Government

Anderson Cooper just publicly scolded a Trump official for accusing CNN of lying about Florence coverage

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The Trump administration’s attacks on the media as dishonest peddlers of “fake news”—in actuality, their war on reality and the nature of truth itself—has some dangerous consequences.

lynne-patton

CNN’s Andrew Kaczynski busted a senior Department of Housing and Urban Development official who posted their own fake news on Instagram by falsely accusing CNN’s Anderson Cooper of faking a live shot of Hurricane Florence.

Lynne Patton, whose Twitter profile describes her as a HUD official “working across the aisle to advance smarter policies, less regulation, increased funding, stricter inspections, more preservation & basic common sense in NY/NJ” seems to think that basic common sense consists of misrepresenting the CNN anchor’s demonstration of how standing water can be deceptively deep—a demonstration he that he illustrated using recycled  footage shot during Hurricane Ike—as a phony live segment.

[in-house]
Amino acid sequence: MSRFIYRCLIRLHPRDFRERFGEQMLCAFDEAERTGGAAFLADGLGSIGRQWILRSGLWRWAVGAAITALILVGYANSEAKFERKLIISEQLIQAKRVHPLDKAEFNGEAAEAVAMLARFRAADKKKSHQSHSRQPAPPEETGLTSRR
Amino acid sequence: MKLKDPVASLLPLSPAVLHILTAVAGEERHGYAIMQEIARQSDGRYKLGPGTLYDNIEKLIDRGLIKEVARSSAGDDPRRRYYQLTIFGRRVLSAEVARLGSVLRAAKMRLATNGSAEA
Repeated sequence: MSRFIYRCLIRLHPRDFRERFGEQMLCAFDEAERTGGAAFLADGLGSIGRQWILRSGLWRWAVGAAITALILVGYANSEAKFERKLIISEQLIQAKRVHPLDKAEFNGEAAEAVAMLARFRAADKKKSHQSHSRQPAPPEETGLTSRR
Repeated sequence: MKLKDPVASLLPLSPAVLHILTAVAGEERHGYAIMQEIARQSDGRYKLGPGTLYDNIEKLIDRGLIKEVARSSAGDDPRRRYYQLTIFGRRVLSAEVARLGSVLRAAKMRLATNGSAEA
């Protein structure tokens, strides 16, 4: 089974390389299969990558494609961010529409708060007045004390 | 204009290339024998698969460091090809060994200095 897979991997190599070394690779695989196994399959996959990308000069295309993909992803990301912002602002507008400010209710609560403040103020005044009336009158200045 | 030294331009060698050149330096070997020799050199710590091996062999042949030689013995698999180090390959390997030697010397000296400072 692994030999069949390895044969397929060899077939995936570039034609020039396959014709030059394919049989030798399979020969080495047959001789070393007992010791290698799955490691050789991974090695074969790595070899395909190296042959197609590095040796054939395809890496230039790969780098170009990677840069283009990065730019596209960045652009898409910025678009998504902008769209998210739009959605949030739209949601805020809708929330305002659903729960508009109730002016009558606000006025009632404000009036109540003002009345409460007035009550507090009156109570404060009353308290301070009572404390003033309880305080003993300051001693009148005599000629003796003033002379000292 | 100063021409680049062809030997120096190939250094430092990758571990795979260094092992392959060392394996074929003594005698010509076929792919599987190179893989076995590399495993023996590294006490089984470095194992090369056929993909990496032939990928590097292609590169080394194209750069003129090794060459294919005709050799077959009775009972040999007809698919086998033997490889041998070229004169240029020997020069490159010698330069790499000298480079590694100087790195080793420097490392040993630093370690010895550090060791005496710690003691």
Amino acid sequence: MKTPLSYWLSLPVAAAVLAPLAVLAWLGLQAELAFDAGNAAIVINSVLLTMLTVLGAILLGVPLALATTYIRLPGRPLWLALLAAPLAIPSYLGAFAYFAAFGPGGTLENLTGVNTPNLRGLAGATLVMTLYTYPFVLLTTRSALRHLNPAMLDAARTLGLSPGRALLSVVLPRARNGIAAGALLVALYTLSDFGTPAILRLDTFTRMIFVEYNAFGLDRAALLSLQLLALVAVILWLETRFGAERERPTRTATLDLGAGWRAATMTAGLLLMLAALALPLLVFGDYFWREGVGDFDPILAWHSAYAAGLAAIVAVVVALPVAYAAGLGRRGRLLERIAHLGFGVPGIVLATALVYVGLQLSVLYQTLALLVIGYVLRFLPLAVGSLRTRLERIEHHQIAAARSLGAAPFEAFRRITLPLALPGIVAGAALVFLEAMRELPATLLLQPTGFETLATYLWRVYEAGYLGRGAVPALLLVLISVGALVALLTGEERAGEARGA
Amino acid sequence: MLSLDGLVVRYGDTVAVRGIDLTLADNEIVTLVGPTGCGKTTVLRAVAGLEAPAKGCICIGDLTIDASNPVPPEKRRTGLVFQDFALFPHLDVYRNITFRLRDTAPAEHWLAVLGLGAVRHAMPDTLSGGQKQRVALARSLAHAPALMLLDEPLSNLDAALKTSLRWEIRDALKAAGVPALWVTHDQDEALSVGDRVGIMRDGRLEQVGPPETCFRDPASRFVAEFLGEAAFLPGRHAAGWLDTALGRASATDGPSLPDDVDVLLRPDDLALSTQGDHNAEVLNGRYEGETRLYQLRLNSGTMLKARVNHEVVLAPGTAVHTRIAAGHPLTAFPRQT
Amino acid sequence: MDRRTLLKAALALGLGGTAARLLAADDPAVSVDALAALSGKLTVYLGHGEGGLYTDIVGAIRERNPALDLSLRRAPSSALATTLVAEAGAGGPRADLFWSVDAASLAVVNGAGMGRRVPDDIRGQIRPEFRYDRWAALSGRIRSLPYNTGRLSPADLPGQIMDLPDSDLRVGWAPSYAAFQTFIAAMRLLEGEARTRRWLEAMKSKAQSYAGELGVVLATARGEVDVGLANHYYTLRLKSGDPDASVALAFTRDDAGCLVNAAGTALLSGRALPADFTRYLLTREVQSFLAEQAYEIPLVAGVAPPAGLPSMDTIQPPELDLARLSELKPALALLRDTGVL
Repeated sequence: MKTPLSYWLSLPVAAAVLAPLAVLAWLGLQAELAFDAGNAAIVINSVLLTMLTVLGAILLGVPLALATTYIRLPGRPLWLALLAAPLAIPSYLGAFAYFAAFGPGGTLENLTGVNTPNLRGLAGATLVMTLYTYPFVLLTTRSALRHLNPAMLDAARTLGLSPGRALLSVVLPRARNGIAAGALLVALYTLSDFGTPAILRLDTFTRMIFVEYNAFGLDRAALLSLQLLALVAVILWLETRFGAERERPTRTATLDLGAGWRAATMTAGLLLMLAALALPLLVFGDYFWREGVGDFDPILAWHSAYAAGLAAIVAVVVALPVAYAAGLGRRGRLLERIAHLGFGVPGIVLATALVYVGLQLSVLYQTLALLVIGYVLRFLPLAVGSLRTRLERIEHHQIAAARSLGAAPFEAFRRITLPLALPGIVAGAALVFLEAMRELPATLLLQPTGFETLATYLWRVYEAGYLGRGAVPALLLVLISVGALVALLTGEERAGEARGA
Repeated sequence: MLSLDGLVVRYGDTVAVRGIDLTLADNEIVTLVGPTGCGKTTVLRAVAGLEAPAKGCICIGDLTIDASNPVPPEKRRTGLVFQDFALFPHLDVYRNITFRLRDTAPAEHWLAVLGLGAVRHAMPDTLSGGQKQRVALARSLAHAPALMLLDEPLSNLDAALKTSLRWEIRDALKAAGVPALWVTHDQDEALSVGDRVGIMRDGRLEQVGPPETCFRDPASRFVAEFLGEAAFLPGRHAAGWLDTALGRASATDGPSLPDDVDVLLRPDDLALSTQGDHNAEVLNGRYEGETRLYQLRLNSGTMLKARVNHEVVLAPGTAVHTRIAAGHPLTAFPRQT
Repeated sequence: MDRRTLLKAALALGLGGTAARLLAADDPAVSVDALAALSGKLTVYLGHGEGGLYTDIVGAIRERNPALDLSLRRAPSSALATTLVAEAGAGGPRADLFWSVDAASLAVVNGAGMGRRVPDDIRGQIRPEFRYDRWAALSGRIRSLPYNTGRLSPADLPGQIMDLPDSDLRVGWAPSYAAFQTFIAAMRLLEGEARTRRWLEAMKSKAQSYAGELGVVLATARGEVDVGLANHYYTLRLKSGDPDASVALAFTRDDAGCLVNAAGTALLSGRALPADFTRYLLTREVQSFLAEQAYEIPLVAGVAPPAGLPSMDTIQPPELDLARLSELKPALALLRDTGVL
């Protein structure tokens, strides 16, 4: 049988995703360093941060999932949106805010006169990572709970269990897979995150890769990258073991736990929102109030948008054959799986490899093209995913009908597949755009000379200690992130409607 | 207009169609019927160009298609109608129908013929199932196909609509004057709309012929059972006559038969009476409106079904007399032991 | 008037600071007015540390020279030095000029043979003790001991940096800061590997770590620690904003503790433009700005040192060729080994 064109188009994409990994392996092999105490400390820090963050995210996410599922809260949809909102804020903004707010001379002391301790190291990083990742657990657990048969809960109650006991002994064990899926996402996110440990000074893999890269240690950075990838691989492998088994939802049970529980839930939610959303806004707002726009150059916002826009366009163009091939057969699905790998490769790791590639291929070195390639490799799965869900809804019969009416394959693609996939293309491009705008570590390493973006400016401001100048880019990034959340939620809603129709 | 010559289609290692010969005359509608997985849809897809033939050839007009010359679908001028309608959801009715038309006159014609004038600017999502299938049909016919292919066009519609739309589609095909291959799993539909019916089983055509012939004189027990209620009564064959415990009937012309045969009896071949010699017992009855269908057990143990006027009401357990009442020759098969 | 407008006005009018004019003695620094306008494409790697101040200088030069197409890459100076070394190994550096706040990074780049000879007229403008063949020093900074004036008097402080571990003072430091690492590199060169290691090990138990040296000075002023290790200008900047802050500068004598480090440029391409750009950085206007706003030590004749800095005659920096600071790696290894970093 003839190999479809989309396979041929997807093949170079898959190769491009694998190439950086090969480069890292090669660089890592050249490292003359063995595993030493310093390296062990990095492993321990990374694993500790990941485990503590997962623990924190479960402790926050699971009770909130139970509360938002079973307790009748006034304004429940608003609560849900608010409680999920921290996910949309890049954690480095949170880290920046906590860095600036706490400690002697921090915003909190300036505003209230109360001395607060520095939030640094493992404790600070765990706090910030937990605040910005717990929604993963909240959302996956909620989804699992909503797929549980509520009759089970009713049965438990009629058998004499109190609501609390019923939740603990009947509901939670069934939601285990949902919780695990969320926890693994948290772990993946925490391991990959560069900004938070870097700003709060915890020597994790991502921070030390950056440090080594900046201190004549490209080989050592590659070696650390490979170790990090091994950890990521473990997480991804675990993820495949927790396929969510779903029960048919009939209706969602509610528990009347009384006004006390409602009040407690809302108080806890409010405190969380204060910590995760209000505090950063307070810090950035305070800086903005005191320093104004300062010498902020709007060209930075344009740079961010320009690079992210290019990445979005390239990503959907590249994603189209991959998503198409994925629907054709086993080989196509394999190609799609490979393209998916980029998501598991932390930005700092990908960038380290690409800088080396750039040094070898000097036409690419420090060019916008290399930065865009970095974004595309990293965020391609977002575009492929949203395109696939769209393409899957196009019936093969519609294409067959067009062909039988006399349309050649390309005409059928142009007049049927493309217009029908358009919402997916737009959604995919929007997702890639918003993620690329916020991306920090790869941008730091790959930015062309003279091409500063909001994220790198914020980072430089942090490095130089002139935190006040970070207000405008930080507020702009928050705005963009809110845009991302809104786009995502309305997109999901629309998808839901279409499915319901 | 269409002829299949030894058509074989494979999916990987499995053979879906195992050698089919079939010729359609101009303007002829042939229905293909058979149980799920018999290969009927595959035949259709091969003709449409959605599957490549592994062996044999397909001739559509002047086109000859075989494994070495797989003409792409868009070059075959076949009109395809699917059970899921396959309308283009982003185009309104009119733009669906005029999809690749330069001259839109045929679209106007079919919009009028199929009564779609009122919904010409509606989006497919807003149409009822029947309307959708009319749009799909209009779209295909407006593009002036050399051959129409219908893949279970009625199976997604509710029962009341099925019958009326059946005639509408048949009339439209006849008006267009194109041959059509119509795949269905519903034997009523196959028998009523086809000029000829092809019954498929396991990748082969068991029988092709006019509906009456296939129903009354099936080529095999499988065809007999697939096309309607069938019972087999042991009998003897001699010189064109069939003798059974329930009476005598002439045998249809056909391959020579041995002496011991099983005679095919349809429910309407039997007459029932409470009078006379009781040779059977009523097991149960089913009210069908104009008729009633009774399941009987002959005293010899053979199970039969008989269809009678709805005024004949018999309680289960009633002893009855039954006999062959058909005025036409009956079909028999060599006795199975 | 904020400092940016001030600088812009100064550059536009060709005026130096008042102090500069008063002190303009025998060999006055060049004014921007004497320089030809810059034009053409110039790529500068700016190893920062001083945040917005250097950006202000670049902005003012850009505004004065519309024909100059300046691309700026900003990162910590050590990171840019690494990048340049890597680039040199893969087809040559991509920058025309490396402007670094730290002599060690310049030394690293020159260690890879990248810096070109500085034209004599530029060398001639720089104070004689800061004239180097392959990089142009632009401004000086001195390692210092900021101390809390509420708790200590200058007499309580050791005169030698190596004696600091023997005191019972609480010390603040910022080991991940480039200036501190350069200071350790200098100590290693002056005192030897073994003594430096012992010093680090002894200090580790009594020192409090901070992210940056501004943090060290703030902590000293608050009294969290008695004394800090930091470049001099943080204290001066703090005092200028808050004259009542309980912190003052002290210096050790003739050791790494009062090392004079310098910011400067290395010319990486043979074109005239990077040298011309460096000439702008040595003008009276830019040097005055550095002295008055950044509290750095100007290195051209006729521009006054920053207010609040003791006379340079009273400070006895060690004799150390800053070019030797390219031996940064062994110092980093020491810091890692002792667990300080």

CNN’s Jim Acosta saw his colleague’s post and explained why this purposeful spread of accusatory mistrust is so reprehensible and alarming.

After Jim Acosta responded to the tweet, Anderson  Cooper posted his own response, a video from his broadcast today fully addressing the ridiculous accusations of staged journalism and “fake news.”

Suffice it to say that Anderson Cooper is likely preaching to the converted with his rebuttal to the Trump administration in their attacks on him and his network.

Perhaps Ms. Patton and other Republican enablers, including Donald Trump Jr. who retweeted a similar message, wouldn’t be so quick to disseminate a sense of skepticism towards the weather coverage of mainstream media if her own family was in harm’s way. No matter what, however, her actions demonstrate the death of truth in a politically polarized environment and the dangers that such a situation can bring.

 

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